The Rjukan Railway
Along with the waterway between Notodden and Skien, the Rjukan Railway created a connected line of transportation. The Rjukan Railway received licencing in July 1907 and construction began the following year.
During the 80 years of Hydro’s production of fertilizer the railway was the artery of the transportation-vein in north-eastern Telemark. The trains and the railway ferries were a part of the area’s heartbeat. Millions of tons of cargo went back and forth, nitrate products out and limestone in, and for many years there were also passengers riding Hydro’s trains and ferries. Travelers, cargo, items, materials, finished products and commodities – everything was transported on the railway.
When the king decleared the railway opened on the 9th of August 1909 it was not only a milestone for the history of Telemark, but also for Norway. This was a huge step into the industrial age.
The motorised railway-ferry Storegut was named from Aasmund Olavsson Vinje’s poem about the strongman Olav Edland. Storegut was put to sea on the 25th of May 1956, and hundreds of people were present to see the giant, worth 6,5 million NOK (approximately £ 740,000 or $ 1,135,000), launched onto Lake Tinnsjø.
The ferry is 287 feet long and at at 1,119 metric tons it is Scandinavia’s largest inland vessel. It was built by Glommen Mechanical Workshop and can hold 19-21 cargo wagons and 400 passengers. The ferry has three diesel engines, each at 750 horse power, and two electrical engines for the bow thrusters. Storegut could reach 15 knots, allwoing it to comeplete the route from Mæl to Tinnoset in one hour and twenty minutes.
The interior displays how the class diversity was disappearing from Norwegian society. Originally there were three lounges – one large, one smaller for the ladies and a lounge for mothers (non-smokers). The ferry is today protected by the Directorate of Cultural Heritage and normally situated at Mæl.
The steam driven railway ferry S/F Ammonia also called “Queen on Lake Tinnsjø” – was the main ferry from 1929 until 1956, but continued in service as a back-up until Hydro shut down the railway in July 1991.
Ammonia was put to sea on the 18th of June 1929. She is 230 feet long and 929 metric tons, approved for 150 passengers and can carry 630 metric tons of cargo, which equeals 16-17 cargo wagons. She has two steam engines, each at 400 horse power, and she could probably reach up to 14 knots.
Behind the wheelhouse is a passenger lounge, an office, dining lounge and a smoking lounge where the privileged could enjoy the journey in sunken leather chairs surrounded by a noble wooden panel and glass honed by hand. Beneath the wagon deck there is little luxury, but benches of oak. Further in the back there are two lounges for the ladies. Ammonia is protected by the Directorate of Cultural Heritage and is docked by Mæl.
In the time before the First World War the transportation between the factories at Rjukan increased. To compensate this raise a new ferry had to be built.
The steam engine ferry was named Hydro and was launched into the lake on the lake in 1915. It could carry 11-12 cargo wagons, was 174 feet long, had a capacity of 300 metric tons, and had room for 120 passengers.
During the Second World War it was important for the Allied forces to destroy the heavy-water production at Vemork. A total of four operations were launched against the production and the sinking of the ferry on the 20th of February 1944 was the fourth. After the third operation – the bombing – the Nazis decided to move the heavy-water production to Germany. Both the production equipment and the current stock of heavy water were to be moved.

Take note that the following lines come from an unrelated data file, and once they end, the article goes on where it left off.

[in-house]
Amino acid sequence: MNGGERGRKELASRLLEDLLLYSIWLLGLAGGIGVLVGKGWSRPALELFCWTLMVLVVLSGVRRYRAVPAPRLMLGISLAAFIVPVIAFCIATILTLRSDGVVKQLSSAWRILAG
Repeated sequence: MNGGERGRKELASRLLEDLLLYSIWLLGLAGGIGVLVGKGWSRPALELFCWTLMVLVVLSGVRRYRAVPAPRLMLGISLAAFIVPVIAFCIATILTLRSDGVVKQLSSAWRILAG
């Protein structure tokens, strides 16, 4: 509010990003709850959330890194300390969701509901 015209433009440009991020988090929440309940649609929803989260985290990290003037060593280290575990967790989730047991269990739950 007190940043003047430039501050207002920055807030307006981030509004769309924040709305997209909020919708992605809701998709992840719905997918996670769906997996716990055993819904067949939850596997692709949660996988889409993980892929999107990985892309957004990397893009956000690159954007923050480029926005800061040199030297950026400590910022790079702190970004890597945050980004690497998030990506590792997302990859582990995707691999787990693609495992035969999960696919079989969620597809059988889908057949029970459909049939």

With aid from informers the resistance group learned about the Nazi’s plans. It was decided that the ferry that was going to transport the heavy-water across the lake had to be sunk. Three mean snuck aboard Hydro, under the leadership of Knut Haukelid, to plant the explosive charges. During the afternoon of the 20th February 1944 the charges exploded. 18 were killed.
On February 10th 1993 Hydro was discovered 430 meters (1,410 ft.) beneath the surface of the lake, where it still lies to this day.
Rjukanfos was put to sea in October 1909 and was the railway’s first steam ferry installed with railway tracks.
Rjukanfos was registered for 120 passengers and had simple passenger facilities. It was almost 143 feet long and weighed 338 metric tons. She had room for 8-9 cargo wagons and could carry 240 metric tons of cargo. Rjukanfos could reach approximately 9 knots top speed.
When S/F Hydro sank 1944, implications for the traffic management on the lake were severe. Something had to be done. Instead of building a new ferry, the company decided to extend Rjukanfos. After rebuilding it in 1946 the name was changed from “Rjukanfos” to “Rjukanfoss”
The rebuilt ferry was 225 feet long, could hold 15-16 cargo wagons and was registered for 250 passengers. In addition it received new and more powerful steam-engines. The work took twice as long compared to what was first anticipated, and the costs were significantly higher. The workshop that was given the mission has supposedly acknowledged that it would have been cheaper to just build a new ferry.
The “new” larger ferry was unfortunately very unstable. Cargo made the stern sink deeper into the lake than the deck in front and the ferry became tilted across the water surface. Without cargo the ferry would drift lightly in the breeze. But Rjukanfoss remained the main ferry on Lake Tinnsjø until 1956, along with Ammonia.
S/F Rjukanfoss was scrapped in 1969.